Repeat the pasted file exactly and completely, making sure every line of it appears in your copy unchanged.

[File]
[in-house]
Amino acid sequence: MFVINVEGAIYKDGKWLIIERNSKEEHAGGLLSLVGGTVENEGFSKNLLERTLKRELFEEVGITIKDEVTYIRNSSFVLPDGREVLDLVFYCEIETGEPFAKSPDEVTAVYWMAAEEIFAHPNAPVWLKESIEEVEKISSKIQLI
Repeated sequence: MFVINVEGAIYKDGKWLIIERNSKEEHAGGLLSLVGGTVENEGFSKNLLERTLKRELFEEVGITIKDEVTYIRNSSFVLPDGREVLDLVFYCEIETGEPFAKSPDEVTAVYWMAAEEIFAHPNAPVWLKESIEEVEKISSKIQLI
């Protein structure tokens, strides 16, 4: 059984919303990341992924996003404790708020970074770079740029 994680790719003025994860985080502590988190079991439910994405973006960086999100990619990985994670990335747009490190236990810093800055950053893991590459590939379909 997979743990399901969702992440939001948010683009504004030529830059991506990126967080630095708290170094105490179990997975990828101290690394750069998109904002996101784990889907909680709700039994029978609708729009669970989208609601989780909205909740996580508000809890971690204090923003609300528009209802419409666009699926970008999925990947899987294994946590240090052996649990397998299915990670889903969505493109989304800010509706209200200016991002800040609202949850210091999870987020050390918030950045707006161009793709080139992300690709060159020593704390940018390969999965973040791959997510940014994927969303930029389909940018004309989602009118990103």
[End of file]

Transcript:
[in-house]
Amino acid sequence: MFVINVEGAIYKDGKWLIIERNSKEEHAGGLLSLVGGTVENEGFSKNLLERTLKRELFEEVGITIKDEVTYIRNSSFVLPDGREVLDLVFYCEIETGEPFAKSPDEVTAVYWMAAEEIFAHPNAPVWLKESIEEVEKISSKIQLI
Repeated sequence: MFVINVEGAIYKDGKWLIIERNSKEEHAGGLLSLVGGTVENEGFSKNLLERTLKRELFEEVGITIKDEVTYIRNSSFVLPDGREVLDLVFYCEIETGEPFAKSPDEVTAVYWMAAEEIFAHPNAPVWLKESIEEVEKISSKIQLI
């Protein structure tokens, strides 16, 4: 059984919303990341992924996003404790708020970074770079740029 994680790719003025994860985080502590988190079991439910994405973006960086999100990619990985994670990335747009490190236990810093800055950053893991590459590939379909 997979743990399901969702992440939001948010683009504004030529830059991506990126967080630095708290170094105490179990997975990828101290690394750069998109904002996101784990889907909680709700039994029978609708729009669970989208609601989780909205909740996580508000809890971690204090923003609300528009209802419409666009699926970008999925990947899987294994946590240090052996649990397998299915990670889903969505493109989304800010509706209200200016991002800040609202949850210091999870987020050390918030950045707006161009793709080139992300690709060159020593704390940018390969999965973040791959997510940014994927969303930029389909940018004309989602009118990103």